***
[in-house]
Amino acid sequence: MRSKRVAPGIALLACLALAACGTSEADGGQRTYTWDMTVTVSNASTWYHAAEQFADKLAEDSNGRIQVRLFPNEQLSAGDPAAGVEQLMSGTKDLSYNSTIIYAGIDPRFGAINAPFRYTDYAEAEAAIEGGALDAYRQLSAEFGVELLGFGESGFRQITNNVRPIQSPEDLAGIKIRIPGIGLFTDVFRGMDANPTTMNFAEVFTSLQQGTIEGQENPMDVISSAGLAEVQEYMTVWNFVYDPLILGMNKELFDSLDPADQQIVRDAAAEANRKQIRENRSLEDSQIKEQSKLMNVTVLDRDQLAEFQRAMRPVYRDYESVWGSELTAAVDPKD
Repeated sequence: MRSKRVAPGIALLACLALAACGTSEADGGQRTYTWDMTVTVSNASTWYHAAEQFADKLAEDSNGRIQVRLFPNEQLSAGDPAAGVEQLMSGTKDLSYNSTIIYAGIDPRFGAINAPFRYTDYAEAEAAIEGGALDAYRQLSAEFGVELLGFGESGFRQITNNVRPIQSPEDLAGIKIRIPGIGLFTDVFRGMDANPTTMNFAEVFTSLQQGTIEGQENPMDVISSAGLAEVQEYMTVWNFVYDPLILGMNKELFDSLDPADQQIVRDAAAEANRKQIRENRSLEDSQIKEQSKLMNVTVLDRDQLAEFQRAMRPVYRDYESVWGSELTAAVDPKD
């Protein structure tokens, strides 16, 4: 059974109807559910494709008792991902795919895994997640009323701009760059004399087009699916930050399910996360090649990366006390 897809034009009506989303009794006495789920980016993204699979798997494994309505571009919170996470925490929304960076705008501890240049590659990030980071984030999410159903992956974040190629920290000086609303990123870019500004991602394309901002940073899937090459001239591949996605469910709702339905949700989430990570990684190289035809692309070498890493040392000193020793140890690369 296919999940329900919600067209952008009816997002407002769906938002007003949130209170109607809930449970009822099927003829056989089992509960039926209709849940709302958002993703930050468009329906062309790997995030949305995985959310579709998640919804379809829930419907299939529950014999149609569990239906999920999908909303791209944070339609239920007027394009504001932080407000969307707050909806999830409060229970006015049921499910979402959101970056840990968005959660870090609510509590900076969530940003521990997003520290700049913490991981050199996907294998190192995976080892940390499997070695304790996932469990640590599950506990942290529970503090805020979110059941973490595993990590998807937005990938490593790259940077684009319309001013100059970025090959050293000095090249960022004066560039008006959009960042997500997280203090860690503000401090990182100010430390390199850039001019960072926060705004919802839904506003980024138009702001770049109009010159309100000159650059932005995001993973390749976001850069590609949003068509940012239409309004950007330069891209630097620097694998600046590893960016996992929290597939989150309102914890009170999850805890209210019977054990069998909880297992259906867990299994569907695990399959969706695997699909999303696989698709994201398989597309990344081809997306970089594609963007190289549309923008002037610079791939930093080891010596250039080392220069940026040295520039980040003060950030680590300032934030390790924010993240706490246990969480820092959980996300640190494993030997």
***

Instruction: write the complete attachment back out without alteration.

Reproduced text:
[in-house]
Amino acid sequence: MRSKRVAPGIALLACLALAACGTSEADGGQRTYTWDMTVTVSNASTWYHAAEQFADKLAEDSNGRIQVRLFPNEQLSAGDPAAGVEQLMSGTKDLSYNSTIIYAGIDPRFGAINAPFRYTDYAEAEAAIEGGALDAYRQLSAEFGVELLGFGESGFRQITNNVRPIQSPEDLAGIKIRIPGIGLFTDVFRGMDANPTTMNFAEVFTSLQQGTIEGQENPMDVISSAGLAEVQEYMTVWNFVYDPLILGMNKELFDSLDPADQQIVRDAAAEANRKQIRENRSLEDSQIKEQSKLMNVTVLDRDQLAEFQRAMRPVYRDYESVWGSELTAAVDPKD
Repeated sequence: MRSKRVAPGIALLACLALAACGTSEADGGQRTYTWDMTVTVSNASTWYHAAEQFADKLAEDSNGRIQVRLFPNEQLSAGDPAAGVEQLMSGTKDLSYNSTIIYAGIDPRFGAINAPFRYTDYAEAEAAIEGGALDAYRQLSAEFGVELLGFGESGFRQITNNVRPIQSPEDLAGIKIRIPGIGLFTDVFRGMDANPTTMNFAEVFTSLQQGTIEGQENPMDVISSAGLAEVQEYMTVWNFVYDPLILGMNKELFDSLDPADQQIVRDAAAEANRKQIRENRSLEDSQIKEQSKLMNVTVLDRDQLAEFQRAMRPVYRDYESVWGSELTAAVDPKD
């Protein structure tokens, strides 16, 4: 059974109807559910494709008792991902795919895994997640009323701009760059004399087009699916930050399910996360090649990366006390 897809034009009506989303009794006495789920980016993204699979798997494994309505571009919170996470925490929304960076705008501890240049590659990030980071984030999410159903992956974040190629920290000086609303990123870019500004991602394309901002940073899937090459001239591949996605469910709702339905949700989430990570990684190289035809692309070498890493040392000193020793140890690369 296919999940329900919600067209952008009816997002407002769906938002007003949130209170109607809930449970009822099927003829056989089992509960039926209709849940709302958002993703930050468009329906062309790997995030949305995985959310579709998640919804379809829930419907299939529950014999149609569990239906999920999908909303791209944070339609239920007027394009504001932080407000969307707050909806999830409060229970006015049921499910979402959101970056840990968005959660870090609510509590900076969530940003521990997003520290700049913490991981050199996907294998190192995976080892940390499997070695304790996932469990640590599950506990942290529970503090805020979110059941973490595993990590998807937005990938490593790259940077684009319309001013100059970025090959050293000095090249960022004066560039008006959009960042997500997280203090860690503000401090990182100010430390390199850039001019960072926060705004919802839904506003980024138009702001770049109009010159309100000159650059932005995001993973390749976001850069590609949003068509940012239409309004950007330069891209630097620097694998600046590893960016996992929290597939989150309102914890009170999850805890209210019977054990069998909880297992259906867990299994569907695990399959969706695997699909999303696989698709994201398989597309990344081809997306970089594609963007190289549309923008002037610079791939930093080891010596250039080392220069940026040295520039980040003060950030680590300032934030390790924010993240706490246990969480820092959980996300640190494993030997």